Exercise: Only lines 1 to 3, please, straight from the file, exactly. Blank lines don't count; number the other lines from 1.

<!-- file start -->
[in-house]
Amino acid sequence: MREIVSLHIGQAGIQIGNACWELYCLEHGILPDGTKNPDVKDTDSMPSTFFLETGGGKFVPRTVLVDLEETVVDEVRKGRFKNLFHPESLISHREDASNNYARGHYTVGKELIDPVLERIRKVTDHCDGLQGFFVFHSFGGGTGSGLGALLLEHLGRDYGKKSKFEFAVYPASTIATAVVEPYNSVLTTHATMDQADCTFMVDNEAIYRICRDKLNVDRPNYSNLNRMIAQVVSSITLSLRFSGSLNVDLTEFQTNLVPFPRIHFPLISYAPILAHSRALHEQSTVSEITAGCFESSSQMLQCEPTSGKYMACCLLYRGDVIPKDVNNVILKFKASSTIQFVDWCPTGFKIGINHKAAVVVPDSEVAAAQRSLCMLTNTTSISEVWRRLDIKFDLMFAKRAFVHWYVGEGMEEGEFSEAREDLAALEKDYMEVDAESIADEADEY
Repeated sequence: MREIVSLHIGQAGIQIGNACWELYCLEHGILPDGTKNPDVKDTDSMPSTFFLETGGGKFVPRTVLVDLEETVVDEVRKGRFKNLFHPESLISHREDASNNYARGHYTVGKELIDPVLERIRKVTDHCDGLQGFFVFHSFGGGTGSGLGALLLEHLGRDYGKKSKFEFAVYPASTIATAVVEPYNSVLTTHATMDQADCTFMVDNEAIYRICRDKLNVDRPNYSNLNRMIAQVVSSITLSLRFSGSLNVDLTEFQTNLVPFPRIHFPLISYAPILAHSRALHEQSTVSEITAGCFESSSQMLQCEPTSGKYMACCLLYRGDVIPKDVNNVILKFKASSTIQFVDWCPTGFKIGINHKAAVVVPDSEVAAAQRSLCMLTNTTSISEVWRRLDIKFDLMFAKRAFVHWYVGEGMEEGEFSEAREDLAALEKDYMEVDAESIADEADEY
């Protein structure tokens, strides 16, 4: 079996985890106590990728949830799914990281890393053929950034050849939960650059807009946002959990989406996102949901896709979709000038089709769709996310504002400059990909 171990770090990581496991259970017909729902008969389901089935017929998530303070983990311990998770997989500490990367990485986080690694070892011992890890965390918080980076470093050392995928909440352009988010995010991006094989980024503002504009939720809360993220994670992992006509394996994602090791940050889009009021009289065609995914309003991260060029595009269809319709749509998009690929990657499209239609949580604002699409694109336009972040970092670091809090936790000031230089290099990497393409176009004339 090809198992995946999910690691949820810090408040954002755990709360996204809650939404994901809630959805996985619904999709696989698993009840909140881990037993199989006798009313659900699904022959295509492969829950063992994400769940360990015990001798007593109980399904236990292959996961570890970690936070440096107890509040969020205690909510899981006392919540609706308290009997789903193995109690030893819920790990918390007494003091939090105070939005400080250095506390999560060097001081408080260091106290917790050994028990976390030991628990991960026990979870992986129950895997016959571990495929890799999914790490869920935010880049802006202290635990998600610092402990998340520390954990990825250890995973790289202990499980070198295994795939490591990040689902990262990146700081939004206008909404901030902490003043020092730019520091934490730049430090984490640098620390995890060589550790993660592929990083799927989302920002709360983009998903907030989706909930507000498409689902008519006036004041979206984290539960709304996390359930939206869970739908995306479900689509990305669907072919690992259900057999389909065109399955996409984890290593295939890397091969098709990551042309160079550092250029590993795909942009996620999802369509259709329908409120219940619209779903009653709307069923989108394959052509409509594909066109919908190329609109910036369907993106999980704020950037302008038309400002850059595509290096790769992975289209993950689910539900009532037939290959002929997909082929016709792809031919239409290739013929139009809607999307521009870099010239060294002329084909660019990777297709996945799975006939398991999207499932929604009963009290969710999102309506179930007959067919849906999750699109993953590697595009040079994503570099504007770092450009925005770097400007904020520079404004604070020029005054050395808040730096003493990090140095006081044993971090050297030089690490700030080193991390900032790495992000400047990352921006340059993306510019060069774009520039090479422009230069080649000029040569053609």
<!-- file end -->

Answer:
[in-house]
Amino acid sequence: MREIVSLHIGQAGIQIGNACWELYCLEHGILPDGTKNPDVKDTDSMPSTFFLETGGGKFVPRTVLVDLEETVVDEVRKGRFKNLFHPESLISHREDASNNYARGHYTVGKELIDPVLERIRKVTDHCDGLQGFFVFHSFGGGTGSGLGALLLEHLGRDYGKKSKFEFAVYPASTIATAVVEPYNSVLTTHATMDQADCTFMVDNEAIYRICRDKLNVDRPNYSNLNRMIAQVVSSITLSLRFSGSLNVDLTEFQTNLVPFPRIHFPLISYAPILAHSRALHEQSTVSEITAGCFESSSQMLQCEPTSGKYMACCLLYRGDVIPKDVNNVILKFKASSTIQFVDWCPTGFKIGINHKAAVVVPDSEVAAAQRSLCMLTNTTSISEVWRRLDIKFDLMFAKRAFVHWYVGEGMEEGEFSEAREDLAALEKDYMEVDAESIADEADEY
Repeated sequence: MREIVSLHIGQAGIQIGNACWELYCLEHGILPDGTKNPDVKDTDSMPSTFFLETGGGKFVPRTVLVDLEETVVDEVRKGRFKNLFHPESLISHREDASNNYARGHYTVGKELIDPVLERIRKVTDHCDGLQGFFVFHSFGGGTGSGLGALLLEHLGRDYGKKSKFEFAVYPASTIATAVVEPYNSVLTTHATMDQADCTFMVDNEAIYRICRDKLNVDRPNYSNLNRMIAQVVSSITLSLRFSGSLNVDLTEFQTNLVPFPRIHFPLISYAPILAHSRALHEQSTVSEITAGCFESSSQMLQCEPTSGKYMACCLLYRGDVIPKDVNNVILKFKASSTIQFVDWCPTGFKIGINHKAAVVVPDSEVAAAQRSLCMLTNTTSISEVWRRLDIKFDLMFAKRAFVHWYVGEGMEEGEFSEAREDLAALEKDYMEVDAESIADEADEY